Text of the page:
Monday, 28 August 2017

Free Maillard Reaction Products in Milk Reflect Nutritional Intake of Glycated Proteins and Can Be Used to Distinguish "Organic" and "Conventionally" Produced Milk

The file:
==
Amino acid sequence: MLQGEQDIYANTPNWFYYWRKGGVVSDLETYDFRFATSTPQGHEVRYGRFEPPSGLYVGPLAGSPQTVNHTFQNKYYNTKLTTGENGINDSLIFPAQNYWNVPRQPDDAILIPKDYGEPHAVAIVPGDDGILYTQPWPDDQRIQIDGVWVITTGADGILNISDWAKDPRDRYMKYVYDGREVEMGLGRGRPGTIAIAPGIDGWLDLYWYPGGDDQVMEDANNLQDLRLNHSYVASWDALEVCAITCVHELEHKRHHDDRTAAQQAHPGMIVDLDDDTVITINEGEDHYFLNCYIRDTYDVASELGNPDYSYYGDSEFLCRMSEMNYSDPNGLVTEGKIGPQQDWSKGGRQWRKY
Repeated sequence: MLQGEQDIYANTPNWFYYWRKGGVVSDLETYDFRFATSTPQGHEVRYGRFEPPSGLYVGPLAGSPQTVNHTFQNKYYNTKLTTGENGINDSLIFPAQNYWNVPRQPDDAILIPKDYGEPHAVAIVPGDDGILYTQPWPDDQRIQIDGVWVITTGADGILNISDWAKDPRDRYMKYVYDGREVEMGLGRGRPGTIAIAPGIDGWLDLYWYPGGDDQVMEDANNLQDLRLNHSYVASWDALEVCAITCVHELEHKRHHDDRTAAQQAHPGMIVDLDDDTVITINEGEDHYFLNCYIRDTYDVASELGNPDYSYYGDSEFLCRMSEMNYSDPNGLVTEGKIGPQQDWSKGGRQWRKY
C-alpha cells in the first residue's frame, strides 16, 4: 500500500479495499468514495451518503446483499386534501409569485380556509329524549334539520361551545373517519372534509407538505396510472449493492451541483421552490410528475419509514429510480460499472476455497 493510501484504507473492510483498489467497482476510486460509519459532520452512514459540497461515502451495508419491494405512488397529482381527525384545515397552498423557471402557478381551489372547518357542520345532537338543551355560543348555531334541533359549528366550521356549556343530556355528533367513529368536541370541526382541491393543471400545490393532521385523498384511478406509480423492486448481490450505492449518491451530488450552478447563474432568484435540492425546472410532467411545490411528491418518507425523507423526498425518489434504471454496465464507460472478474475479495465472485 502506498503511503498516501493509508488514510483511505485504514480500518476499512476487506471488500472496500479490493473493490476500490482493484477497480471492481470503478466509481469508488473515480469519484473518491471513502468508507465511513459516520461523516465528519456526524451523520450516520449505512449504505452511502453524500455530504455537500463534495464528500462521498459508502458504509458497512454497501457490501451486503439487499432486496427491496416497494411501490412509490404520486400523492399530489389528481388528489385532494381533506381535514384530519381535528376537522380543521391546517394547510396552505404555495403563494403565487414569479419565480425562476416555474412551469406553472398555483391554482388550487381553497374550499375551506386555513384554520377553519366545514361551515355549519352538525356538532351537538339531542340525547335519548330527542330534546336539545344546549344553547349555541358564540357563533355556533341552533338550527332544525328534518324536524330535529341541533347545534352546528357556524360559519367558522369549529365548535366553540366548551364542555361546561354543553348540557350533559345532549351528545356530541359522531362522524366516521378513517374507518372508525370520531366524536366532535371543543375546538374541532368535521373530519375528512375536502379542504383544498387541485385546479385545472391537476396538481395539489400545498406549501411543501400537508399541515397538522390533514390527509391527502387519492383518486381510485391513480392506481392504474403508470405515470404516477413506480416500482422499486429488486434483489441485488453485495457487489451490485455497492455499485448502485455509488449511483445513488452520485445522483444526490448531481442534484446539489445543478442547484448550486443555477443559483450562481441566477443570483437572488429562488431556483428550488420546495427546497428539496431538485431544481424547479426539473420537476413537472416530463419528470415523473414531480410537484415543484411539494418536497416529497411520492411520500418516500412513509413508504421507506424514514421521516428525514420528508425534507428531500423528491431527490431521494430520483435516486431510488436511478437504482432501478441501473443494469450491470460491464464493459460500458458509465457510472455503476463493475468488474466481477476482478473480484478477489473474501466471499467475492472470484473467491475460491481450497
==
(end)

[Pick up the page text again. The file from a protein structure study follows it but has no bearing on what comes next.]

J Agric Food Chem. 2016 Jun 22;64(24):5071-8. doi: 10.1021/acs.jafc.6b01375. Epub 2016 Jun 8. Schwarzenbolz U1, Hofmann T1, Sparmann N1, Henle T1. Author information 1 Institute of Food Chemistry, Technische Universität Dresden , D-01062 Dresden, Germany. Abstract Using LC-MS/MS and isotopically labeled standard substances, quantitation of free Maillard reaction products (MRPs), namely, N(ε)-(carboxymethyl)lysine (CML), 5-(hydroxymethyl)-1H-pyrrole-2-carbaldehyde (pyrraline, PYR), N(δ)-(5-hydro-5-methyl-4-imidazolon-2-yl)-ornithine (MG-H), and N(ε)-fructosyllysine (FL), in bovine milk was achieved. Considerable variations in the amounts of the individual MRPs were found, most likely as a consequence of the nutritional uptake of glycated proteins. When comparing commercial milk samples labeled as originating from "organic" or "conventional" farming, respectively, significant differences in the content of free PYR (organic milk, 20-300 pmol/mL; conventional milk, 400-1000 pmol/mL) were observed. An analysis of feed samples indicated that rapeseed and sugar beet are the main sources for MRPs in conventional farming. Furthermore, milk of different dairy animals (cow, buffalo, donkey, goat, ewe, mare, camel) as well as for the first time human milk was analyzed for free MRPs. The distribution of their concentrations, with FL and PYR as the most abundant in human milk and with a high individual variability, also points to a nutritional influence. As the components of concentrated feed do not belong to the natural food sources of ruminants and equidae, free MRPs in milk might serve as indicators for an adequate animal feeding in near-natural farming and can be suitable parameters to distinguish between an "organic" and "conventional" production method of milk. KEYWORDS: Maillard reaction; animal feeding; milk; organic and conventional farming; pyrraline PMID: 27213835 DOI: 10.1021/acs.jafc.6b01375 [Indexed for MEDLINE]